ADVERTISEMENT

Earth Has Warm Year, But Not as Hot as U.S.

Above-average warmth continues as a result of increasing concentrations of greenhouse gases in the atmosphere
Finding the Hottest Spots on Earth by Satellite



Flickr/NASA Earth Observatory

The globe was unusually warm last year but fell shy of a global record despite chart-topping heat in the United States, according to separate federal analyses released yesterday.

NASA ranks 2012 as the ninth-warmest year for the planet since record keeping began in 1880, while the National Oceanic and Atmospheric Administration places it at No. 10.

The two agencies, which conduct separate analyses of global temperature data using slightly different methods, agree that the Earth was about 1 degree Fahrenheit warmer last year than the 20th-century average, in part due to record warmth in the lower 48 United States.

"This past year, unlike the U.S. temperatures, the global temperatures were not a record but they were certainly warm," said Tom Karl, director of NOAA's National Climatic Data Center.

According to NOAA's analysis, 2012 was the 26th consecutive year of above-average global temperatures. The average worldwide temperature reached 58 degrees Fahrenheit last year, the agency said. NASA arrived at a slightly different figure, 58.3 F.

But experts from both agencies said the above-average warmth last year fit the pattern of increasing temperatures caused by man-made climate change.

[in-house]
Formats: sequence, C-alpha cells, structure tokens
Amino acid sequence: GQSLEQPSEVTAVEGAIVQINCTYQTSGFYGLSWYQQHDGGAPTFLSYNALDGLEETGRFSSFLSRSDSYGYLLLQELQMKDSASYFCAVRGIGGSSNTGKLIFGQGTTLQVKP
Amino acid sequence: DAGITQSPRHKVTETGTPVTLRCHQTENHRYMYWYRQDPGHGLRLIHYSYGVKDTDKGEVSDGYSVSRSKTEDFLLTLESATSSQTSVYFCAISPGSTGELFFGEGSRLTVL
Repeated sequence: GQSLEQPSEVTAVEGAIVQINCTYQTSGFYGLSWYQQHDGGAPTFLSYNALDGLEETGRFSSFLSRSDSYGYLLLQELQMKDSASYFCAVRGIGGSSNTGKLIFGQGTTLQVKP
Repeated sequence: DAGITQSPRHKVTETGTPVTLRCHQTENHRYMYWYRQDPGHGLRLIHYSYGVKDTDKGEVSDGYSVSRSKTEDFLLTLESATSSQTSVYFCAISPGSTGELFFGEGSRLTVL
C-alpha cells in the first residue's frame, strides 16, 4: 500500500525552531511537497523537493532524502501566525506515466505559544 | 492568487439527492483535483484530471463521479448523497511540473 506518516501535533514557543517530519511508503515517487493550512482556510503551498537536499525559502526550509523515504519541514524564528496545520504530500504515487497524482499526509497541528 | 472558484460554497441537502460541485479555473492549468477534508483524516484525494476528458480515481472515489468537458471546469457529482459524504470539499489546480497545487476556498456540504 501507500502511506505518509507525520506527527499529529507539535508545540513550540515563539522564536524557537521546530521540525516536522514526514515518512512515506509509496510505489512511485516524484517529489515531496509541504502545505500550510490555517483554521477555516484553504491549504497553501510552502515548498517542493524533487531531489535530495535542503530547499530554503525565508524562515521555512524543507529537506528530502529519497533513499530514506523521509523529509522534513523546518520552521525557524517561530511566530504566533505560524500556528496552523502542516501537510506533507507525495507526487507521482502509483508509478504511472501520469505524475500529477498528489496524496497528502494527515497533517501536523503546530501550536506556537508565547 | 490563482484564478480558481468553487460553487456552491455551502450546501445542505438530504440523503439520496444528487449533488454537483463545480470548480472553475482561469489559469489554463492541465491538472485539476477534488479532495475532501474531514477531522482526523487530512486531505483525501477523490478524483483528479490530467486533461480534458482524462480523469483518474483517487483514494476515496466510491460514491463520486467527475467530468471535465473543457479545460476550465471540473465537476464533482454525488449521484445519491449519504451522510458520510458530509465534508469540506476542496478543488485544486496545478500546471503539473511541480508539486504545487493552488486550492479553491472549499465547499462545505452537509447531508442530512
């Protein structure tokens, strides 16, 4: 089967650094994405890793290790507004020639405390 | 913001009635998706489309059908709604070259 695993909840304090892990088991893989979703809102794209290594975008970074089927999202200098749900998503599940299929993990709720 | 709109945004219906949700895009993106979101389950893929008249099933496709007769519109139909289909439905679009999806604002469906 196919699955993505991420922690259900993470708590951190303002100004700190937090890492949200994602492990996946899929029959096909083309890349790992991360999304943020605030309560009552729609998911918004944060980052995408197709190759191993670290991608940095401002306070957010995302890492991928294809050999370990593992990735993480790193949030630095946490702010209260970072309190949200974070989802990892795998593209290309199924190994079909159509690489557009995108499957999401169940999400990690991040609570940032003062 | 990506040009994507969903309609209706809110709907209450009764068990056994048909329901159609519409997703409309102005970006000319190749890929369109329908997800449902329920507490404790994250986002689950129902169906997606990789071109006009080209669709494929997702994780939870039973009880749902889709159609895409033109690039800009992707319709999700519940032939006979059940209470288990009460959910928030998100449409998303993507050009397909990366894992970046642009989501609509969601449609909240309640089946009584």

Planet moving 'out of energy balance'
"Each decade has been significantly warmer than the prior decade since the mid-1970s, and that warming trend has been conclusively related to the effect of increasing greenhouse gas emissions," said climate scientist James Hansen, director of NASA's Goddard Institute for Space Studies.

According to NASA's analysis, eight of the nine hottest years on record have occurred since 2000. NOAA ranks all 12 years of the 21st century among the 14 warmest in its record.

The pace of warming appears to have slowed somewhat, Hansen said, describing a temporary "standstill" he attributed to the cooling influence of more frequent La Niña weather patterns.

But the scientist, noting that each of the past several decades has been warmer than its predecessor, said he expected the pace of warming to pick up again soon.

"On the decadal time scale, it's going to get warmer because we know the planet is out of energy balance," Hansen said.

In addition to record warmth in the contiguous United States, 2012 saw unusual heat blanket the Arctic, where sea ice cover melted to an annual low last summer, shattering the record set in 2007. The eastern tropical Pacific Ocean was cooler than normal, a sign of the La Niña pattern that was in place as 2012 began and fizzled later in the year.

2012 is the warmest year with a low- to moderate-strength La Niña in NOAA's records, Karl said, bumping 2011 from the top spot.

Reprinted from Climatewire with permission from Environment & Energy Publishing, LLC. www.eenews.net, 202-628-6500

Share this Article:

Comments

You must sign in or register as a ScientificAmerican.com member to submit a comment.
Scientific American Dinosaurs

Get Total Access to our Digital Anthology

1,200 Articles

Order Now - Just $39! >

X

Email this Article

X